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Your Child at 5 Years:

What Most Children Do at This Age:

Social / Emotional

•Wants to please friends

•Wants to be like friends

•More likely to agree with rules

•Likes to sing, dance, and act

•Shows concern and sympathy for others

•Is aware of gender

•Can tell what’s real and what’s make-believe

•Shows more independence (for example, may visit a next-door neighbor by himself [adult supervision is still needed])

•Is sometimes demanding and sometimes very cooperative


Language / Communication

•Speaks very clearly

•Tells a simple story using full sentences

•Uses future tense; for example, “Grandma will be here.”

•Says name and address


Cognitive (learning, thinking, problem-solving)

•Counts 10 or more things

•Can draw a person with at least 6 body parts

•Can print some letters or numbers

•Copies a triangle and other geometric shapes

•Knows about things used every day, like money and food


Movement / Physical Development

•Stands on one foot for 10 seconds or longer

•Hops; may be able to skip

•Can do a somersault

•Uses a fork and spoon and sometimes a table knife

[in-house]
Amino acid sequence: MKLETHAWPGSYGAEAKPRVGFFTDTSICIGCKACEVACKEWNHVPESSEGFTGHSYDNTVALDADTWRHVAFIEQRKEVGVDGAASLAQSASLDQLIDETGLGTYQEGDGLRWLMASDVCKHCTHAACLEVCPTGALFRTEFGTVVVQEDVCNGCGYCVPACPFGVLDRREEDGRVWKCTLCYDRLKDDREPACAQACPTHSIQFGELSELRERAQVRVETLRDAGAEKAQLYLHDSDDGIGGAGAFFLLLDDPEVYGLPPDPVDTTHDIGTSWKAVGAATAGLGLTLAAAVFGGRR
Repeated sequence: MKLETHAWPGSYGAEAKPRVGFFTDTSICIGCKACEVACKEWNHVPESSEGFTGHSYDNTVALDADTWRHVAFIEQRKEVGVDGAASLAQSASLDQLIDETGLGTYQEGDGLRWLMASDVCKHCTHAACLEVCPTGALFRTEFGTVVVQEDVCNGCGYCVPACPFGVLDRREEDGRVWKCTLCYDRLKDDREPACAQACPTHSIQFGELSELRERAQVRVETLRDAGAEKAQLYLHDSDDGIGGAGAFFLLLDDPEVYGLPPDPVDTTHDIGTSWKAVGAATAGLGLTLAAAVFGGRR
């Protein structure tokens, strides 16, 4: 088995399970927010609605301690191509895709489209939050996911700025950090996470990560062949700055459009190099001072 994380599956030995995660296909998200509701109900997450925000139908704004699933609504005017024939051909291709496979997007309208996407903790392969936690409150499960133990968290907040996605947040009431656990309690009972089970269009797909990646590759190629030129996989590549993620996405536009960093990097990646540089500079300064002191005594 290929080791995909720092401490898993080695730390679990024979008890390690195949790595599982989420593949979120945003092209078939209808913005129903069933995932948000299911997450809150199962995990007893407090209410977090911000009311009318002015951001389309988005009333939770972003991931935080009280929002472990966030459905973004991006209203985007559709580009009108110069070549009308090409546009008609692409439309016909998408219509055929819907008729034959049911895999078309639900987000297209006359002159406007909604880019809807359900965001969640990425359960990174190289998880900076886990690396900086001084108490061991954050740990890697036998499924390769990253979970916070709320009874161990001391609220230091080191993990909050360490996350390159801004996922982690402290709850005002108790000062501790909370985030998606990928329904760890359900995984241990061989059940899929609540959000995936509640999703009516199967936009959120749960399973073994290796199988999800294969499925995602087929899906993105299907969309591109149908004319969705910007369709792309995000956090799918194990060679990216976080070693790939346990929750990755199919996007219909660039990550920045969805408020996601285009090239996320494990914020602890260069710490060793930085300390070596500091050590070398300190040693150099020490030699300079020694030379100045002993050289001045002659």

•Can use the toilet on her own

•Swings and climbs



Act Early by Talking to Your Child’s Doctor if Your Child:

•Doesn’t show a wide range of emotions

•Shows extreme behavior (unusually fearful, aggressive, shy or sad)

•Unusually withdrawn and not active

•Is easily distracted, has trouble focusing on one activity for more than 5 minutes

•Doesn’t respond to people, or responds only superficially

•Can’t tell what’s real and what’s make-believe

•Doesn’t play a variety of games and activities

•Can’t give first and last name

•Doesn’t use plurals or past tense properly

•Doesn’t talk about daily activities or experiences

•Doesn’t draw pictures

•Can’t brush teeth, wash and dry hands, or get undressed without help

•Loses skills he once had

"The beginning of something is always important, especially when it is young and needs time to grow." ~Plato

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